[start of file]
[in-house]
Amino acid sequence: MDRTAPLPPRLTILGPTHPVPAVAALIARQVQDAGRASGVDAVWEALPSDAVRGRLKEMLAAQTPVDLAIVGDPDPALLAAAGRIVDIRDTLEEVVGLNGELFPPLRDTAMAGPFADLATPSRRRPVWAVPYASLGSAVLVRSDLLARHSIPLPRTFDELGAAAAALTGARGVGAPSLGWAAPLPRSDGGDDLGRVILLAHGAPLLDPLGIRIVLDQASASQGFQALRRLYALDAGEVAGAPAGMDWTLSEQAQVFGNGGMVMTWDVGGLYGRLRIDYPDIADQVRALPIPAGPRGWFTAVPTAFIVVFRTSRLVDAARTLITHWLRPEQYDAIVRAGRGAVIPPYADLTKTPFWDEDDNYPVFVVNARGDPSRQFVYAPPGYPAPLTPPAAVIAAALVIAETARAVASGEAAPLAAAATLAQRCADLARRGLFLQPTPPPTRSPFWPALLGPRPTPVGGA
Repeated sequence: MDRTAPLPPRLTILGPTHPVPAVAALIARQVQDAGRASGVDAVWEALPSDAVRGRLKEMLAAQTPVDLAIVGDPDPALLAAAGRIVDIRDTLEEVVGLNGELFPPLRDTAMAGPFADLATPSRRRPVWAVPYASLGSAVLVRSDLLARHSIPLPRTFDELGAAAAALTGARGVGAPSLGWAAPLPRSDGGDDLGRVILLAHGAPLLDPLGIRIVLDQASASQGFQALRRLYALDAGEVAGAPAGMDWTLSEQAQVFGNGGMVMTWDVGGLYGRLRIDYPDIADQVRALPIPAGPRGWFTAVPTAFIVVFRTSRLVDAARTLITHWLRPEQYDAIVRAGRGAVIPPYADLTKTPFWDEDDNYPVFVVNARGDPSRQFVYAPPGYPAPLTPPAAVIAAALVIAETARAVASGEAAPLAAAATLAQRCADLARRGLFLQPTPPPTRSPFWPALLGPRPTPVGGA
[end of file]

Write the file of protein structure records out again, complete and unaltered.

[in-house]
Amino acid sequence: MDRTAPLPPRLTILGPTHPVPAVAALIARQVQDAGRASGVDAVWEALPSDAVRGRLKEMLAAQTPVDLAIVGDPDPALLAAAGRIVDIRDTLEEVVGLNGELFPPLRDTAMAGPFADLATPSRRRPVWAVPYASLGSAVLVRSDLLARHSIPLPRTFDELGAAAAALTGARGVGAPSLGWAAPLPRSDGGDDLGRVILLAHGAPLLDPLGIRIVLDQASASQGFQALRRLYALDAGEVAGAPAGMDWTLSEQAQVFGNGGMVMTWDVGGLYGRLRIDYPDIADQVRALPIPAGPRGWFTAVPTAFIVVFRTSRLVDAARTLITHWLRPEQYDAIVRAGRGAVIPPYADLTKTPFWDEDDNYPVFVVNARGDPSRQFVYAPPGYPAPLTPPAAVIAAALVIAETARAVASGEAAPLAAAATLAQRCADLARRGLFLQPTPPPTRSPFWPALLGPRPTPVGGA
Repeated sequence: MDRTAPLPPRLTILGPTHPVPAVAALIARQVQDAGRASGVDAVWEALPSDAVRGRLKEMLAAQTPVDLAIVGDPDPALLAAAGRIVDIRDTLEEVVGLNGELFPPLRDTAMAGPFADLATPSRRRPVWAVPYASLGSAVLVRSDLLARHSIPLPRTFDELGAAAAALTGARGVGAPSLGWAAPLPRSDGGDDLGRVILLAHGAPLLDPLGIRIVLDQASASQGFQALRRLYALDAGEVAGAPAGMDWTLSEQAQVFGNGGMVMTWDVGGLYGRLRIDYPDIADQVRALPIPAGPRGWFTAVPTAFIVVFRTSRLVDAARTLITHWLRPEQYDAIVRAGRGAVIPPYADLTKTPFWDEDDNYPVFVVNARGDPSRQFVYAPPGYPAPLTPPAAVIAAALVIAETARAVASGEAAPLAAAATLAQRCADLARRGLFLQPTPPPTRSPFWPALLGPRPTPVGGA